As always, in those moments, I think of that day that I was lucky enough to spend with a French World War Two resistant, Lucie Aubrac. I met her when I was twenty. She, in her 90ies, was already physically diminished and almost blind, but kept on visiting schools across France to teach the younger generations to have civic sense and be responsible. Upon asked how she entered the Resistance, she would just shrug and explain that there was simply no other way. No other way than going straight to the Gestapo to claim freedom for her husband to Claus Barbie. No other way than risking her life daily to defend what she believed in, to try and free her country from the barbaric spell of the Nazis. She would almost get annoyed when asked whether she’d ever been scared. That’s what she had to do, at the time! she’d say, as if we were too dumb to understand. If I had never hung a poster in my room as a teenager I had certainly found my hero that day when I met her, this old, frail but lively lady who had contributed to make our country shine again, after years of darkness. I didn’t realize it at the time, but she taught me resilience. She did so before even uttering her first words in that classroom. I was there, pen in hand, eagerly waiting for her, ready to report her visit for my local newspaper, and all school kids stood upon her entrance and chanted Le Chant des Partisans, a French Resistance song which she solemnly listened to, standing in spite of her constitution, her patriotism permeating throughout the group. She hadn’t said anything yet but her mere presence had already moved everyone to tears. When she did talk, energetically and with the authority of the born-teacher she was, her words resonated deeply.
At the time I didn’t know when a time of need would come, but I understood, talking to her, that everyone with a sense of moral duty owed it to her, to all of her peers, to themselves and to all of their families who suffered the hardships of war, wherever they were, to behave with bravery and dignity should dark times ever strike again. They were probably always here creeping up in the background but for me they became blatantly obvious in my life on January 7th, 2015, with the first attacks in Paris. Le vol noir des corbeaux sur la plaine, the first line of the Chant des partisans, resonated in my head again. Other crows, other times, but a danger to face and an answer to give, not only as a nation, but also as individuals. So now, each time, I think of the crows and I know that if one of my peers falls, another will stand up right here, ad infinitum. To me, this show of humanity is how wars are won and the only response that can be given at our scale. Candles are pointless only to those who don’t see that each and everyone of them embodies the determination of one holder to never give in to fear.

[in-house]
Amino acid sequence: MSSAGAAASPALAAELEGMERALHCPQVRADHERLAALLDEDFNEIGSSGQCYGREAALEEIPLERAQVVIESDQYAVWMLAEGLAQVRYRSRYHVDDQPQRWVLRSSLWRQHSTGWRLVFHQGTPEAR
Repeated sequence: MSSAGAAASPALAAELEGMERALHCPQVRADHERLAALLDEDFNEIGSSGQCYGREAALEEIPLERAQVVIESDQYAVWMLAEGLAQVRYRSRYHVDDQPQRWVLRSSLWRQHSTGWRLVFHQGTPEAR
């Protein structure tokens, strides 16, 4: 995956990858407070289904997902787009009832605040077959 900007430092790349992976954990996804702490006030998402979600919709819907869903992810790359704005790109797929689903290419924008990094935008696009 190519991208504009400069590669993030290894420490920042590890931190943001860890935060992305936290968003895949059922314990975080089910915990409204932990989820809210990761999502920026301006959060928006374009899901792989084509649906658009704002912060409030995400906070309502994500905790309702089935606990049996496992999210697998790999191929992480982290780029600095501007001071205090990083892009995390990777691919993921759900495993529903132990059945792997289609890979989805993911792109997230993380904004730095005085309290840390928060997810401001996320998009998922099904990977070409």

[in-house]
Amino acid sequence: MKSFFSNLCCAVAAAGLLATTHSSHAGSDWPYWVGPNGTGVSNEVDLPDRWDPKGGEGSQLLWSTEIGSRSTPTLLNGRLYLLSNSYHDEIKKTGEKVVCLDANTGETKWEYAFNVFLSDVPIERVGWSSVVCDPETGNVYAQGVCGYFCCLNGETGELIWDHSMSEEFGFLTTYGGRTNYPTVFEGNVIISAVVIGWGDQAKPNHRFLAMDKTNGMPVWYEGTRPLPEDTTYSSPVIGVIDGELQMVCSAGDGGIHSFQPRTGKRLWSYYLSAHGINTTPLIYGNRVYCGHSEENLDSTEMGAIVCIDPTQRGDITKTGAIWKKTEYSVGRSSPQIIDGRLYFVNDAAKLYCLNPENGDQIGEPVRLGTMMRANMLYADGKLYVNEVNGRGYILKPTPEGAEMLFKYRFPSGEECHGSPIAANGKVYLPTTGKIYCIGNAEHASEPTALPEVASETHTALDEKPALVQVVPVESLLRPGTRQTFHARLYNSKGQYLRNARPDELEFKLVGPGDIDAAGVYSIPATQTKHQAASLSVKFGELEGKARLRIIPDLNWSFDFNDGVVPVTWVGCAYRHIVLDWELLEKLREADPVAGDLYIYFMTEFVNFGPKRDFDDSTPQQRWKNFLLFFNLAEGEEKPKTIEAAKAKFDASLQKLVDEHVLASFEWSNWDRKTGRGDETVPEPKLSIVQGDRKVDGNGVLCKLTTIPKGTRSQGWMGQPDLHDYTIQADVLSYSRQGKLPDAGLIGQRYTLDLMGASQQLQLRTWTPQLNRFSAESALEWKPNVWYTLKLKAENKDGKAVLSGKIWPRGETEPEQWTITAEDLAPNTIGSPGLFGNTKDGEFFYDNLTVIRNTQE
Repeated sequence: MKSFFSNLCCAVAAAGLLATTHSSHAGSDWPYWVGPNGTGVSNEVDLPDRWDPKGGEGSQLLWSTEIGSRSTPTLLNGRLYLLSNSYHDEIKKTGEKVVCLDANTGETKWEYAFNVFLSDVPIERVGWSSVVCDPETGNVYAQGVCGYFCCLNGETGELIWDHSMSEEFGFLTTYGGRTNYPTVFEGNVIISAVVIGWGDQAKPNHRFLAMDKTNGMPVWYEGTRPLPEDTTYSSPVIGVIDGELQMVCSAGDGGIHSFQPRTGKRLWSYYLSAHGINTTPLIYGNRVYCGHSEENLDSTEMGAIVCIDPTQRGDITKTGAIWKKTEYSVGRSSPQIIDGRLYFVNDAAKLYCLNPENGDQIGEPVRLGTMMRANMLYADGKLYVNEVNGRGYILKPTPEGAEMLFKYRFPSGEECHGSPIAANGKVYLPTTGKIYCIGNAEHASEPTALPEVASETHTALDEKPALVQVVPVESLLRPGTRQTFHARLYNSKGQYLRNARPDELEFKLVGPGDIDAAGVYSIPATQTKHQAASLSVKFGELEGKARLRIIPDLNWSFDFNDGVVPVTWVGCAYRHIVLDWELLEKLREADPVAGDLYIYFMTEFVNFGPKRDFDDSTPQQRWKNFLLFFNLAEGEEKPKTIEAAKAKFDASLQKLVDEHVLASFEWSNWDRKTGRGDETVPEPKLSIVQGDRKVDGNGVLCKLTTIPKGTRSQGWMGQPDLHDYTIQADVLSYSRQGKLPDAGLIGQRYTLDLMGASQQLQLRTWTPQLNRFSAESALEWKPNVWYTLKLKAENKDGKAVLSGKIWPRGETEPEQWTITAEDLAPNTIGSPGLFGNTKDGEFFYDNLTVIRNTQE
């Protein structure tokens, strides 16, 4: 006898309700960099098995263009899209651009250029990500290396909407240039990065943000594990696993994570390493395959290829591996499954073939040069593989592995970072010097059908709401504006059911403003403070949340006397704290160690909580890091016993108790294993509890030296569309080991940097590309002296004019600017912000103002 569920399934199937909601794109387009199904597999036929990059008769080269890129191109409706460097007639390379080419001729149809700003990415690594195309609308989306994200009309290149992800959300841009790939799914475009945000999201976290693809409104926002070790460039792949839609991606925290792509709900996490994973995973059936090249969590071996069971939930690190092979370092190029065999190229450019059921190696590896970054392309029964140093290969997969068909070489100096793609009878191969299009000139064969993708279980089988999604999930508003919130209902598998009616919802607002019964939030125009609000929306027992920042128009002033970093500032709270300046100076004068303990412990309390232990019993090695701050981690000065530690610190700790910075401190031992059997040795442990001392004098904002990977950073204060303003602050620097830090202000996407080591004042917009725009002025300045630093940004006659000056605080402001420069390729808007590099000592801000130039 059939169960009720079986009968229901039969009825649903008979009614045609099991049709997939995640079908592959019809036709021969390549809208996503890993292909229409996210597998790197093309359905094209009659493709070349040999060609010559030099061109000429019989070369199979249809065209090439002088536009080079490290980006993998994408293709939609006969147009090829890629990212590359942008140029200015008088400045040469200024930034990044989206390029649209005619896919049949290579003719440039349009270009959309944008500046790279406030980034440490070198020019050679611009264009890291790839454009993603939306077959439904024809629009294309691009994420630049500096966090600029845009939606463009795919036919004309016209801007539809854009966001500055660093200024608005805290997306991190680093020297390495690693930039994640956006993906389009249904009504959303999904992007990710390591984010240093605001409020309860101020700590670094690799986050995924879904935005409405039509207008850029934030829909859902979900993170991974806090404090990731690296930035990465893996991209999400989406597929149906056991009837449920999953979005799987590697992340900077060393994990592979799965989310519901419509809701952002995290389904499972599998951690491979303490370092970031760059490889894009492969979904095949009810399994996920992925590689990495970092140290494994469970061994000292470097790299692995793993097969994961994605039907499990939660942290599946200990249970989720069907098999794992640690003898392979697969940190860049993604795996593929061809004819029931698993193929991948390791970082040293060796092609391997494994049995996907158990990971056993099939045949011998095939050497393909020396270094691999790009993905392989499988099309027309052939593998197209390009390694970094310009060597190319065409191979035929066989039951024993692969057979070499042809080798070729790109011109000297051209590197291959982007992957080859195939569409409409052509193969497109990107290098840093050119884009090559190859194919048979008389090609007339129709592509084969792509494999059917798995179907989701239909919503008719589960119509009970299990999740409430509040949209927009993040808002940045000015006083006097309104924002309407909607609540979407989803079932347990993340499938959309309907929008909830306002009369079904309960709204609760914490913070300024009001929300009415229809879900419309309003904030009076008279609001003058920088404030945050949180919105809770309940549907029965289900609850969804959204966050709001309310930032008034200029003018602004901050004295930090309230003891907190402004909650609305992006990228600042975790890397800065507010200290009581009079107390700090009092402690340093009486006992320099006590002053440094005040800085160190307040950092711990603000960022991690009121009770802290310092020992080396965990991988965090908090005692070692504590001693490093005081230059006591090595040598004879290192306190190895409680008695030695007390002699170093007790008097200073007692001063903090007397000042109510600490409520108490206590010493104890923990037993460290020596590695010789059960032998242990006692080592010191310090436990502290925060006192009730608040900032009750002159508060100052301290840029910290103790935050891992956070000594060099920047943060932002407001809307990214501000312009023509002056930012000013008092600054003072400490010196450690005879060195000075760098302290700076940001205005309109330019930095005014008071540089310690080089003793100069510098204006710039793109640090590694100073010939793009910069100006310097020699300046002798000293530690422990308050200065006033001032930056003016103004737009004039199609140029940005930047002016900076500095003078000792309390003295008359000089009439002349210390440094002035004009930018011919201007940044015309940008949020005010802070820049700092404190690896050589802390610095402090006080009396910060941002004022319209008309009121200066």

Back in Nice, once the kids back at the hotel and my colleague on babysitting duty, I go out again. I walk along the Promenade. It’s quiet, but here and there people sit and chat. Some joggers and bikers pass me by. If it wasn’t for those roadworks towards the city center one could never guess. Cars buzz while passing by but no one pays attention. It’s just an ordinary evening in Nice except from when your eyes meet someone else’s. Then, there’s that acknowledgement that we’re standing where it happened, that we both know and agree to keep on living, because that’s the best answer. Outside, people still sit at cafes and talk quietly to one another. Ami, si tu tombes, un ami sort de l’ombre à ta place.